First, Yates says that OLC did not take into account “statements made by an administration or its surrogates close in time to the issuance of an Executive Order that may bear on the order’s purpose.” I assume Yates is referring here to statements such as the one by Rudy Giuliani, who recently claimed that Trump wanted a “Muslim ban” and sought “the right way to do it legally. I am sure OLC didn’t take such statements into account, since they would not be relevant to review for form and legality. I can imagine these and similar statements properly informing the Attorney General’s view of the legality of the EO, if she believed that these statements amounted to the EO being motivated by invidious discrimination (though even if she concluded that, the relevance of such discrimination in the context of the immigration issues here is tricky). But Yates does not say she has concluded that, and it is pretty clear from the context of her letter (see below) that she has not ruled out that there are reasonable arguments in support of the EO.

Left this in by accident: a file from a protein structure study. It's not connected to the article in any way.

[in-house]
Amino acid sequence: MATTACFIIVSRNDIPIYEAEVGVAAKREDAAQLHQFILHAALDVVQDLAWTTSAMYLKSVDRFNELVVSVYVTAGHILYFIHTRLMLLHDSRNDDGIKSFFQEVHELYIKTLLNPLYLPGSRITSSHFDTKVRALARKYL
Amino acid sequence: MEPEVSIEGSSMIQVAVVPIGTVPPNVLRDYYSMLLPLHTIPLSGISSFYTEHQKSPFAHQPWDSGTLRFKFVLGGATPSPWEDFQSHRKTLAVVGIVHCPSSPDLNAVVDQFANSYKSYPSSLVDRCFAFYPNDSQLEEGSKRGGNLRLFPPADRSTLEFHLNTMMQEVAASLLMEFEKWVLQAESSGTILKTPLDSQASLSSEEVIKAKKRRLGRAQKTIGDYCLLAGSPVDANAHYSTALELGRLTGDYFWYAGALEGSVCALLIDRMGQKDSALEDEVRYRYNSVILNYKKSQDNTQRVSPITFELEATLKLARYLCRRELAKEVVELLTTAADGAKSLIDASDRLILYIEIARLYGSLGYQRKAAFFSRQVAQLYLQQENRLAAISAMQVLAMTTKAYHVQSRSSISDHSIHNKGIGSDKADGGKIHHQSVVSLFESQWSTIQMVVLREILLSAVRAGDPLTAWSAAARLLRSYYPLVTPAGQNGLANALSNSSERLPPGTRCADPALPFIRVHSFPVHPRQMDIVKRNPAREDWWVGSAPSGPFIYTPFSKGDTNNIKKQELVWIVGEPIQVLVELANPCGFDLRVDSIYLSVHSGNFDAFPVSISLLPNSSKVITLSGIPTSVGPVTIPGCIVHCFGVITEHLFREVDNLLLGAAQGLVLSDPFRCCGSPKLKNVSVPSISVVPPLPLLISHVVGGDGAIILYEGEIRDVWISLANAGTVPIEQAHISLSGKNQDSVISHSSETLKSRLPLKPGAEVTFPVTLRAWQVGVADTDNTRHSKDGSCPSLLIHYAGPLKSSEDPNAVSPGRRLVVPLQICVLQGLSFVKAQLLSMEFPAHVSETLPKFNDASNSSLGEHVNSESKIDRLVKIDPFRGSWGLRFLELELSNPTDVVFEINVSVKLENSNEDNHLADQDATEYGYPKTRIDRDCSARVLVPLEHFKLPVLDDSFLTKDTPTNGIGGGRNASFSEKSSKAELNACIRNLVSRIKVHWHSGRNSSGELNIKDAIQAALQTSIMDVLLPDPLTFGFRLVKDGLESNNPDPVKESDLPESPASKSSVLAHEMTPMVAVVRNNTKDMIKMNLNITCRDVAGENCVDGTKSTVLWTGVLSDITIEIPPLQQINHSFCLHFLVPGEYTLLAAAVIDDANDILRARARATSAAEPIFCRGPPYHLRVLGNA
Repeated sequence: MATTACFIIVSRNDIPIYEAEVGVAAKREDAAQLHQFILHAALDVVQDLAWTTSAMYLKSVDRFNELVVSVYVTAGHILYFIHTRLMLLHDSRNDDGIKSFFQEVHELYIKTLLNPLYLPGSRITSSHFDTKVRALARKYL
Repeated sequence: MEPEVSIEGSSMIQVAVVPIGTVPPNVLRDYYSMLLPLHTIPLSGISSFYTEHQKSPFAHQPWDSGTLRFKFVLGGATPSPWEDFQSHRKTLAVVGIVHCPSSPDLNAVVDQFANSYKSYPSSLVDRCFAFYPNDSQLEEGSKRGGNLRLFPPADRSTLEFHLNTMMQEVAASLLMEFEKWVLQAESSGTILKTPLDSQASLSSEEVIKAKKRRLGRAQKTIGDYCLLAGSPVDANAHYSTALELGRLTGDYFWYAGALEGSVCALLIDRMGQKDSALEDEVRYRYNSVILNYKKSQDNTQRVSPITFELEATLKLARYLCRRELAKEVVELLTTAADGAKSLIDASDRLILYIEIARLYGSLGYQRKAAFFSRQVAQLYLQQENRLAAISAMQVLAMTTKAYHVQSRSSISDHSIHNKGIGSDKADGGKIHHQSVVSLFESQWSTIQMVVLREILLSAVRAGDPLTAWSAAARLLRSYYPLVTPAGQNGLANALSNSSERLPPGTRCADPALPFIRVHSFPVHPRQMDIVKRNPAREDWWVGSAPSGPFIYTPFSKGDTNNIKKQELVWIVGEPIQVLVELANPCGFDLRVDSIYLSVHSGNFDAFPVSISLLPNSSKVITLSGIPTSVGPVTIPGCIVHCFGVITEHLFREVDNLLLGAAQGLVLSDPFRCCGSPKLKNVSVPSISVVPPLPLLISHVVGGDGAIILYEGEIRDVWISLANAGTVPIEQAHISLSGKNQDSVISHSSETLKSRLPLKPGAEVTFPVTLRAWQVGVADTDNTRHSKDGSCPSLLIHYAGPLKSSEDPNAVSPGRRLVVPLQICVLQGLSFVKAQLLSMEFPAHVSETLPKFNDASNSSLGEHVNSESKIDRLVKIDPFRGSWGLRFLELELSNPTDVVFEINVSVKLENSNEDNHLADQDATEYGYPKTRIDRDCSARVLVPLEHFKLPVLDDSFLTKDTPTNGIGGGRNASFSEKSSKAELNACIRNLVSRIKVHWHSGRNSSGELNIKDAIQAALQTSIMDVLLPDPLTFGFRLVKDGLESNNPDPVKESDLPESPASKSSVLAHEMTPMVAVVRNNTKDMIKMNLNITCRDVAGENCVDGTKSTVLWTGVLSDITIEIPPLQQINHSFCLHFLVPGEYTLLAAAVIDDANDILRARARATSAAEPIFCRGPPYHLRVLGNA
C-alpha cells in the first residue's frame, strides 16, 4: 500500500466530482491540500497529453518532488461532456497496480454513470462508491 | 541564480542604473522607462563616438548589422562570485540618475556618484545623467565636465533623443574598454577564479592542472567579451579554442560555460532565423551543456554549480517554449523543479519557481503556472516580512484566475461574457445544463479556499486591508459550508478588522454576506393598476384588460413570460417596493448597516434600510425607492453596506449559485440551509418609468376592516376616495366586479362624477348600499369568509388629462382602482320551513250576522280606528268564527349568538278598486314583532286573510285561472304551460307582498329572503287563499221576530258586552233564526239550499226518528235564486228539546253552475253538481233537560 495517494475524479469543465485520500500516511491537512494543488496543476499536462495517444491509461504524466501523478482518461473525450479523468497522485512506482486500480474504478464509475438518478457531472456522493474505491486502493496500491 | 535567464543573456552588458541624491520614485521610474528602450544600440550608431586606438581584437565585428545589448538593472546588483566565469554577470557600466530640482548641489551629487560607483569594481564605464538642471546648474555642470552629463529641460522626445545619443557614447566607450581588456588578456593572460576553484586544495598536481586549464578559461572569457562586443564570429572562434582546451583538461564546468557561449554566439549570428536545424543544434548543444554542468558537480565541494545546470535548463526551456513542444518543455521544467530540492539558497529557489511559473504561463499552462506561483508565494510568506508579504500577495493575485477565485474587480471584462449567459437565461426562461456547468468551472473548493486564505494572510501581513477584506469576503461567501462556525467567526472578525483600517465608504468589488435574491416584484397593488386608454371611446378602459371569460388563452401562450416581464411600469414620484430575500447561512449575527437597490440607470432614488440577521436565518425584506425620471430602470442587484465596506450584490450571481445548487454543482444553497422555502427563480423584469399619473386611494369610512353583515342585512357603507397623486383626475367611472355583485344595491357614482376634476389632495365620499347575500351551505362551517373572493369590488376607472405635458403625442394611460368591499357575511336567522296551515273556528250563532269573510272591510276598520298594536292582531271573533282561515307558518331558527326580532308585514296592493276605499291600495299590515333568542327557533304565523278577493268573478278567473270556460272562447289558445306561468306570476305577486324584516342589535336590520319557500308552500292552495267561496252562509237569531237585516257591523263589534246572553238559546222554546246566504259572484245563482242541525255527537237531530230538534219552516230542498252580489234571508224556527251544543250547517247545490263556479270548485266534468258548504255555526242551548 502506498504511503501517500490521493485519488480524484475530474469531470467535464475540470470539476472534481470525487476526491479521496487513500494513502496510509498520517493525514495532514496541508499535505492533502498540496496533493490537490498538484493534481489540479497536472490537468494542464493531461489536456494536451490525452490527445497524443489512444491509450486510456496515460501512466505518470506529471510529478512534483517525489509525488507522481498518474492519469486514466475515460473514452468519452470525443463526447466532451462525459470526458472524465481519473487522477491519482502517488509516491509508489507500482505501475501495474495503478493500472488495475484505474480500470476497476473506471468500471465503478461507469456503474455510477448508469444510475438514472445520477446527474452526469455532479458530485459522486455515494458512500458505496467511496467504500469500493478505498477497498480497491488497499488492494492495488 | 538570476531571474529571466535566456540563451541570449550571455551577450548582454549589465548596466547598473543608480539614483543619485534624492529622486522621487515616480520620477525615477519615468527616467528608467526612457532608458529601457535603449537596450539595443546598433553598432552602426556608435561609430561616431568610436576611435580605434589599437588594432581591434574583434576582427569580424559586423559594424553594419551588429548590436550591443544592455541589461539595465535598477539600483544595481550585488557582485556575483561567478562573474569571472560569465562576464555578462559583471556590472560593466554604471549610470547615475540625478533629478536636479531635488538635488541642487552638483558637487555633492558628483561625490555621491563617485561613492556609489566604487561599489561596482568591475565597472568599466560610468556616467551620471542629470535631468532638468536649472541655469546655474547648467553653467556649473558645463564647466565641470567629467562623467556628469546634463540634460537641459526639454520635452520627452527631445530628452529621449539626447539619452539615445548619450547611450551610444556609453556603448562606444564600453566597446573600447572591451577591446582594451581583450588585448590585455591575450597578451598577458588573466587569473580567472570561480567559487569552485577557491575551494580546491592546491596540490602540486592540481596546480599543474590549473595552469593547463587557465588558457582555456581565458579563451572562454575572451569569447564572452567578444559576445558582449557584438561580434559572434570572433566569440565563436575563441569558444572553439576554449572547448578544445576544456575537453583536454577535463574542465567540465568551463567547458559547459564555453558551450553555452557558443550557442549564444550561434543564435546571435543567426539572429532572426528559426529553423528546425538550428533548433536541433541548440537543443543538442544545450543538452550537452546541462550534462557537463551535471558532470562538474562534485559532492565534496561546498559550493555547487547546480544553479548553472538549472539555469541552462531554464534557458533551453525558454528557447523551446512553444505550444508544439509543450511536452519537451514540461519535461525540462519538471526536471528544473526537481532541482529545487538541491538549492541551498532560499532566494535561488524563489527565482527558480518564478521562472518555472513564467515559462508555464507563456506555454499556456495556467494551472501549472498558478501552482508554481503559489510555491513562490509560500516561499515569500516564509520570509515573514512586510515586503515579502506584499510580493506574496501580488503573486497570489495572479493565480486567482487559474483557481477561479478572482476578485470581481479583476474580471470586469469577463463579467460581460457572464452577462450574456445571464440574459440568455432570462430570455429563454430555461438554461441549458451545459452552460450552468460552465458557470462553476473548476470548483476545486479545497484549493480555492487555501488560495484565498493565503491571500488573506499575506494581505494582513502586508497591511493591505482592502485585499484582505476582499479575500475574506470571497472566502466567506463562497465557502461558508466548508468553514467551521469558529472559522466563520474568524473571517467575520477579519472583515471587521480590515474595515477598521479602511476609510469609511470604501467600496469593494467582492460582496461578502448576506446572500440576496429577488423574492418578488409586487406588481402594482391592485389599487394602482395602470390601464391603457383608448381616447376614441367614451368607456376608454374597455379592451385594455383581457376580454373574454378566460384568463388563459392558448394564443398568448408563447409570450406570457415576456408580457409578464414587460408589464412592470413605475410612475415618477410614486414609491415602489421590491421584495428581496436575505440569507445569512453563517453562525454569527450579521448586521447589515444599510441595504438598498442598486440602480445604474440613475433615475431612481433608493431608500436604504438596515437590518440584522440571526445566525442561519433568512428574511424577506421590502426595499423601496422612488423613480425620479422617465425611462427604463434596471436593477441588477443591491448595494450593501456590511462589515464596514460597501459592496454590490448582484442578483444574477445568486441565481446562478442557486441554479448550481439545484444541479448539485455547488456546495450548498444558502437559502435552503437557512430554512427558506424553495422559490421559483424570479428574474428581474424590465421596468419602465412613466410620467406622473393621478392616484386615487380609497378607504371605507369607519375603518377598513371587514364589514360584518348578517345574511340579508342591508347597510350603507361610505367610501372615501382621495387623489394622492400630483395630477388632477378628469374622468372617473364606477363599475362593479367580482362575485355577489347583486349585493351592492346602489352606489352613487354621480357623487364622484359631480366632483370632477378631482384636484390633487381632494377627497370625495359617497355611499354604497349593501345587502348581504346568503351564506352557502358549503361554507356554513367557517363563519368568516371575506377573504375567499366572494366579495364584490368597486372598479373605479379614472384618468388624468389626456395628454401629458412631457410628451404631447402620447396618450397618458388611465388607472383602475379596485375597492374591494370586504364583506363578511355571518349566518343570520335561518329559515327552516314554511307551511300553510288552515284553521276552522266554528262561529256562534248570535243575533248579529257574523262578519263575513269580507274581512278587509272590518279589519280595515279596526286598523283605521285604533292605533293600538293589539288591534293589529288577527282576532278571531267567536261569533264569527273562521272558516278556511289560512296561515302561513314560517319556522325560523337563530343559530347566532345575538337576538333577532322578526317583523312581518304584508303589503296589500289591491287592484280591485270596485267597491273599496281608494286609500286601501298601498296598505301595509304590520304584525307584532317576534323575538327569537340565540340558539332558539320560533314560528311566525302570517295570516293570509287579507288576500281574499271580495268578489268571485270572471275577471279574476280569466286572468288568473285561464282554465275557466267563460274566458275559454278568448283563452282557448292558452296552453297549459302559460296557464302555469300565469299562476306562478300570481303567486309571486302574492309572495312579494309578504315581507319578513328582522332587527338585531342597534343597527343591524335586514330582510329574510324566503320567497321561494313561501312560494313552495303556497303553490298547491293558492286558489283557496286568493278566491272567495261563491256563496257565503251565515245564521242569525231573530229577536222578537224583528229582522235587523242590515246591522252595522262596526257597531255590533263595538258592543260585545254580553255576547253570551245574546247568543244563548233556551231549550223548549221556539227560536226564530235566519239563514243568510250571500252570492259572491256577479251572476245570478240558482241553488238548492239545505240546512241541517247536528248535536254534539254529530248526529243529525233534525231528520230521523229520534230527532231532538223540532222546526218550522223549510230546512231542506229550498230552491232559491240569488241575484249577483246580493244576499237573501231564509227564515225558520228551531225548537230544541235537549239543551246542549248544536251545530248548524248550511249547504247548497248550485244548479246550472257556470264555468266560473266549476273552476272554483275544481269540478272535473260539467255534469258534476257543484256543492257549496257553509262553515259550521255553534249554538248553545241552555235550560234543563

Second, she says that OLC did not “address whether any policy choice embodied in an Executive Order is wise or just.” True, that is not OLC’s job. But nor is it the Attorney General’s—at least not if the President has decided that the policy choice is wise and just. The Attorney General can personally advise the President about an EO’s wisdom and justness. And the Attorney General can decide to resign if she thinks the President is pursuing a policy so unwise and unjust as to be morally indefensible. But an Attorney General does not typically (I cannot think of a counterexample offhand) refuse to defend an Executive Order in court because she disagrees with the policy basis for the EO.